We should not only love our neighbour, but also love our enemy and pray for those who persecute us [v43-48].
Literally, righteousness has to do with showing mercy, being radically pure in heart and making peace instead of retaliating!  This is what God is like!

Definitions of hungering and thirsting after righteousness include:
An increasing sense of the need for God – that nothing else can really satisfy. 
A longing to be righteous, holy, God-like in character. 
Wanting God’s will for our lives, and and all that this may mean for us both individually and as a community – “Seek first the kingdom of God and His righteousness” [Matthew 6:33] 

Biblical righteousness is far more than a private and personal affair – when a group of people begin to act in this way it will bring community transformation [and opposition & persecution!!]

The bottom line is a hunger for God Himself. The hymn writer sums it up in the verse “My goal is God Himself, Not joy nor peace, nor even blessing but Himself my God”

When you hunger after God the other things are automatic… the desire to be like Him…to be holy…to do His will. To hunger after Him is to love Him…to love Him is to keep His commands!

Sometimes other things have taken priority, so that have become satisfied with less than God. It may be the subtle love of softening things. It may be other people [their attention; their love; even fellowship] or perhaps pleasure ministryworkemotional experiences… It may be that something or someone has taken the place that Jesus should have in your heart.
Tragically the church in Ephesus left its first love [see Revelation 2:1-7]. It was dynamic, active, doctrinally correct and prepared to suffer for Jesus, but had lost a vital ingredient – love!

This beatitude is a test of our spiritual desires – we each know in our hearts whether our greatest desire is to know God and His righteousness.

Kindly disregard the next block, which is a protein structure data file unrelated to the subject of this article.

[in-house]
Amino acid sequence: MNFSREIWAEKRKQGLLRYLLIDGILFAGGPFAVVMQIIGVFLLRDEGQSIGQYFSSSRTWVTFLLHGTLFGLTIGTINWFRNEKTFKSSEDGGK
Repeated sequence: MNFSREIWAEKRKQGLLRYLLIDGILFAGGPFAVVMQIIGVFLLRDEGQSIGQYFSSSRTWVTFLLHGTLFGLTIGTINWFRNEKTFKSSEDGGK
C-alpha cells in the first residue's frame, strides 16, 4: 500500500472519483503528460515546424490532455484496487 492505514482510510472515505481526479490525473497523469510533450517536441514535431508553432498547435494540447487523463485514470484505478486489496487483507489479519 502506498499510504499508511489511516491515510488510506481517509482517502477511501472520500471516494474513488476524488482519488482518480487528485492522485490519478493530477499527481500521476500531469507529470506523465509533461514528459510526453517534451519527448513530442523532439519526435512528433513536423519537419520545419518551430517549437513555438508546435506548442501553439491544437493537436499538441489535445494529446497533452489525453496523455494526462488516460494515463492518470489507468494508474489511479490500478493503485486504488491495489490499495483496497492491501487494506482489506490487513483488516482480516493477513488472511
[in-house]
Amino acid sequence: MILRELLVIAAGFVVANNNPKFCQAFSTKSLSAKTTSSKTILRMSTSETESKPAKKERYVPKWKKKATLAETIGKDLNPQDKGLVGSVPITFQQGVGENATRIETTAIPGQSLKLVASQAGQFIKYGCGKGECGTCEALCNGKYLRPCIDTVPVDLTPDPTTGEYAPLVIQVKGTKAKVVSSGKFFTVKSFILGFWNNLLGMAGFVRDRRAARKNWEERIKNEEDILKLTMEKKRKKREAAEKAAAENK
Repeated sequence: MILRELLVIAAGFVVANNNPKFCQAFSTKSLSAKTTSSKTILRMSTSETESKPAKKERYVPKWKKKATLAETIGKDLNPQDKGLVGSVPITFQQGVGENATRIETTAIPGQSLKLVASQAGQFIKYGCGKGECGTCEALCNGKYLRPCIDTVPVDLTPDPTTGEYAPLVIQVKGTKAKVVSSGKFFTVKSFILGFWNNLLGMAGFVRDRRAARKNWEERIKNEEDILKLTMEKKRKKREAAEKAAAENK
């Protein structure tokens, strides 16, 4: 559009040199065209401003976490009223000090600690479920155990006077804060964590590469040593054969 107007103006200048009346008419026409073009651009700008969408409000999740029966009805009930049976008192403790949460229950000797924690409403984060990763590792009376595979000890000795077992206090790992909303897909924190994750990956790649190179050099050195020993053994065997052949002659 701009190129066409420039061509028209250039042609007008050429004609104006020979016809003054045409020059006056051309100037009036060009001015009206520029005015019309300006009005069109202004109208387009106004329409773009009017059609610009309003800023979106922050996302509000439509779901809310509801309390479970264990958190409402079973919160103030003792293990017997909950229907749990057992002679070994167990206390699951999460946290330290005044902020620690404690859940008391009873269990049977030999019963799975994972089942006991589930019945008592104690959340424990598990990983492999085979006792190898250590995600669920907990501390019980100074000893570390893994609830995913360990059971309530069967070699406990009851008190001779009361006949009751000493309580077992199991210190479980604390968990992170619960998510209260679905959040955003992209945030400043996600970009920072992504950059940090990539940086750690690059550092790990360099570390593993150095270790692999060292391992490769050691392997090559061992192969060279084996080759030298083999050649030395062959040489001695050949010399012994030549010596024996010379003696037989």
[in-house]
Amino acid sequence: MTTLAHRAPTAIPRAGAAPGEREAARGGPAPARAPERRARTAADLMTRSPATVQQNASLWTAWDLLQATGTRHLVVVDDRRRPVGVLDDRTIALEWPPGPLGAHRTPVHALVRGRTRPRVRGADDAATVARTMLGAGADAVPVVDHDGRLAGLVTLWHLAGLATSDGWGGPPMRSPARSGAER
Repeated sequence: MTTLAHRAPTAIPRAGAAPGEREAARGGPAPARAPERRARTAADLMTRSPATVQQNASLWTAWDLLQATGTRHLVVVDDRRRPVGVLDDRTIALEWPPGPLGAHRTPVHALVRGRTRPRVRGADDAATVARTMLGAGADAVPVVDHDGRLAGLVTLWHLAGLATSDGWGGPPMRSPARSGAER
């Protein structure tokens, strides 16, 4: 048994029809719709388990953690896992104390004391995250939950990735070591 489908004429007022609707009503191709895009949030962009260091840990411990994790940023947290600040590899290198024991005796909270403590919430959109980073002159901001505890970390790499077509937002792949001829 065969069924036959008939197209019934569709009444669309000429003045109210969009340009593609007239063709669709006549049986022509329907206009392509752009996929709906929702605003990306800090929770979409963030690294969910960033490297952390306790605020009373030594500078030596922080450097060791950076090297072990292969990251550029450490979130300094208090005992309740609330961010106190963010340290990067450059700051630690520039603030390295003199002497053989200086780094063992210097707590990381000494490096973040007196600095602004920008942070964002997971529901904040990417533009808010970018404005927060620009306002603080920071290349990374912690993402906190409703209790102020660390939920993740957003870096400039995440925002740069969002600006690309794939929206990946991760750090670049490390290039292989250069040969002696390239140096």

God made us for fullness!  Don’t be satisfied with less than God wants for you!

God’s plan is always fullness. Constantly through His Word this is emphasized:
He fills all things [Eph. 1:23; 4:10]; “Filled with all the fullness of God” [Eph. 3:19]; “Be filled with the Spirit” [Eph. 5:18]; “Filled with the knowledge of His will” [Col. 1:19]; Filled with the fruits of righteousness” [Phil. 1:11]; We are to be filled with goodness, and filled with all knowledge [Romans 15:14]; Mary says, “He hath filled the hungry with good things” [Luke 1:53]; David says, “My cup runneth over” [Psalm 23:5]; One day the glory of the Lord will fill all the earth [Habbakuk 3:3].

Jesus promised that from the innermost being of the thirsty would flow “rivers of living water.”

In Genesis 26:12-25 we find Isaac unblocking the wells! The water symbolising the Holy Spirit was available, but the well blocked! Isaac unblocked the wells which had been stopped up by the enemy! Unblocking wells is not for the contented, self-satisfied or faint-hearted! When Isaac had unblocked the wells, he then “dug another well” – he was satisfied with a holy dissatisfaction!

“There is perhaps no greater secret of progress in Christian living than a healthy, hearty spiritual appetite. Again and again Scripture addresses its promises to the hungry. God ‘satisfies him who is thirsty, and the hungry He fills with good things.’ [Psalm 107:9].
If we are conscious of slow growth, is the reason that we have a jaded appetite? It is not enough to mourn over past sin; we must also hunger for future righteousness.” [John Stott